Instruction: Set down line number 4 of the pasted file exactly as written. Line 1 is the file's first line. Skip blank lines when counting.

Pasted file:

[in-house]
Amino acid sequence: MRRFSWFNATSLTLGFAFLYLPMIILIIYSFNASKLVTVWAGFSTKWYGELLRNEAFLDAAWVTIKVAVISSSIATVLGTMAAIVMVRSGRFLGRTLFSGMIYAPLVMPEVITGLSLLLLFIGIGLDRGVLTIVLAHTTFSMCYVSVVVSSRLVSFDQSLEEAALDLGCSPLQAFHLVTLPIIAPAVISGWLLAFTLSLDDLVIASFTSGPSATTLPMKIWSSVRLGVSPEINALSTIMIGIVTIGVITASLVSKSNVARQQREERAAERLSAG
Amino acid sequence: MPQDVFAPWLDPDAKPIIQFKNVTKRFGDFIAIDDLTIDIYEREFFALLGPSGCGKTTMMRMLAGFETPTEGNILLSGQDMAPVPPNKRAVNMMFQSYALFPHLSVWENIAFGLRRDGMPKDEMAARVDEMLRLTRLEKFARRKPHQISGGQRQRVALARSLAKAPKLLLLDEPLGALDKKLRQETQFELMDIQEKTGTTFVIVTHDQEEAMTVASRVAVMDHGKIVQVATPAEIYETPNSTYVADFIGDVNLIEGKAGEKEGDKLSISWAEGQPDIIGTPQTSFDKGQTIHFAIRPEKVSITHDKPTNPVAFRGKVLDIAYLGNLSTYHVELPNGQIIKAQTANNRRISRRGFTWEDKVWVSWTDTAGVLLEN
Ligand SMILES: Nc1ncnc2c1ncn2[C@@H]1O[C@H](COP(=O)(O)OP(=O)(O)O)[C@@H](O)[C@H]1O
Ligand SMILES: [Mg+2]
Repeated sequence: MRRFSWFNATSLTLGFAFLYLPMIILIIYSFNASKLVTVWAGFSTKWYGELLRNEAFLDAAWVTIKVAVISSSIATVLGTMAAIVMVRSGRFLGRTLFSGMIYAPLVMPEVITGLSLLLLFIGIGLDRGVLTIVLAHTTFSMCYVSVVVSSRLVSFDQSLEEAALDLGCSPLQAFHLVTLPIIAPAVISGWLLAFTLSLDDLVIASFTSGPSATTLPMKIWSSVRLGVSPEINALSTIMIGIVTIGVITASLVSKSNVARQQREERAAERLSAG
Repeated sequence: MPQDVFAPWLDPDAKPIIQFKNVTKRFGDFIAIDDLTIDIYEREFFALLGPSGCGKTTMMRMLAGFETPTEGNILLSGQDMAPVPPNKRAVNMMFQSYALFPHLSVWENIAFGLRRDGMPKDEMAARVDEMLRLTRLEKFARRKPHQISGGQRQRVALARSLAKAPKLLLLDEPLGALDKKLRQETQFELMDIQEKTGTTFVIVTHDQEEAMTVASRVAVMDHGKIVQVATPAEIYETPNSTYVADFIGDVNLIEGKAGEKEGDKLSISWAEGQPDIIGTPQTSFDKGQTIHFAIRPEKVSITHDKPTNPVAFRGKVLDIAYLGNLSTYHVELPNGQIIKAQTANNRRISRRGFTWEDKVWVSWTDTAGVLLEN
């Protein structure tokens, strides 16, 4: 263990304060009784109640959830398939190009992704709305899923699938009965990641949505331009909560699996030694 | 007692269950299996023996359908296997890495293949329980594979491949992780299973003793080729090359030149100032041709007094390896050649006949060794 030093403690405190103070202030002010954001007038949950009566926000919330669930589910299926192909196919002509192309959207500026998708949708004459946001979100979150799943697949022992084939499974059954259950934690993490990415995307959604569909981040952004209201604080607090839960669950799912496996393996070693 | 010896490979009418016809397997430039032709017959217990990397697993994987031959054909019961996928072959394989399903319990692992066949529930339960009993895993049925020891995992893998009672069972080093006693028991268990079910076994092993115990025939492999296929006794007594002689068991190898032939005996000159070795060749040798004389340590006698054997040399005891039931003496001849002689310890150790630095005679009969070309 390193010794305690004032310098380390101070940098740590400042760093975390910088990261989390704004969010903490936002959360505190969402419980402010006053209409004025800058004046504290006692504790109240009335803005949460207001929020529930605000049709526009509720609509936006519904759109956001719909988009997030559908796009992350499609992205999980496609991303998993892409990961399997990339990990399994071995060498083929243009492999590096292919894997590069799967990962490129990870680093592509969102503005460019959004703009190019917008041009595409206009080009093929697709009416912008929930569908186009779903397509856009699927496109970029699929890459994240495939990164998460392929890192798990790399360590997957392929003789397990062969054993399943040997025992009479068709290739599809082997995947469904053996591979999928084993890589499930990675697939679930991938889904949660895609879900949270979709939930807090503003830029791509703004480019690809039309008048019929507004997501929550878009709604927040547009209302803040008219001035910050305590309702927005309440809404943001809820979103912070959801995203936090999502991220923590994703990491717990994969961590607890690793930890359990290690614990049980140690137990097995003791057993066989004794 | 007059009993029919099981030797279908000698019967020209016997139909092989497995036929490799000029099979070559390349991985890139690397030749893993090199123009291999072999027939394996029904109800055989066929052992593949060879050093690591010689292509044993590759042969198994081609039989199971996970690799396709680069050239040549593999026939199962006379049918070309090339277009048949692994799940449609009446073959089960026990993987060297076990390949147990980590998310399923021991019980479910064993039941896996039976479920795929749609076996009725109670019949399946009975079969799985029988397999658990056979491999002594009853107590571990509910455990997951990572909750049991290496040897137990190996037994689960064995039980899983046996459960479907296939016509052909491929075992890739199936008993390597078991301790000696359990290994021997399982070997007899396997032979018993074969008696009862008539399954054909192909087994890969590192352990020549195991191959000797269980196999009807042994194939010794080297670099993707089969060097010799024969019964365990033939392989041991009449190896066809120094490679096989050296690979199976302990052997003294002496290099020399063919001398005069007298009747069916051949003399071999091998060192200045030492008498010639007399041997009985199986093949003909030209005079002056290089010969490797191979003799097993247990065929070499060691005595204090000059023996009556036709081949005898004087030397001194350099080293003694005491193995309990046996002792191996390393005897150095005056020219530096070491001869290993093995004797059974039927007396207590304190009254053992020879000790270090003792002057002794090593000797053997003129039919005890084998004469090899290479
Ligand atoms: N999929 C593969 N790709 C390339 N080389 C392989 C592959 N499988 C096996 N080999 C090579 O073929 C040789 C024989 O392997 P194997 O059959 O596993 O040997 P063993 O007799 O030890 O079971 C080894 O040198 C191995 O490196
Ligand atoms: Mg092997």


Ligand SMILES: Nc1ncnc2c1ncn2[C@@H]1O[C@H](COP(=O)(O)OP(=O)(O)O)[C@@H](O)[C@H]1O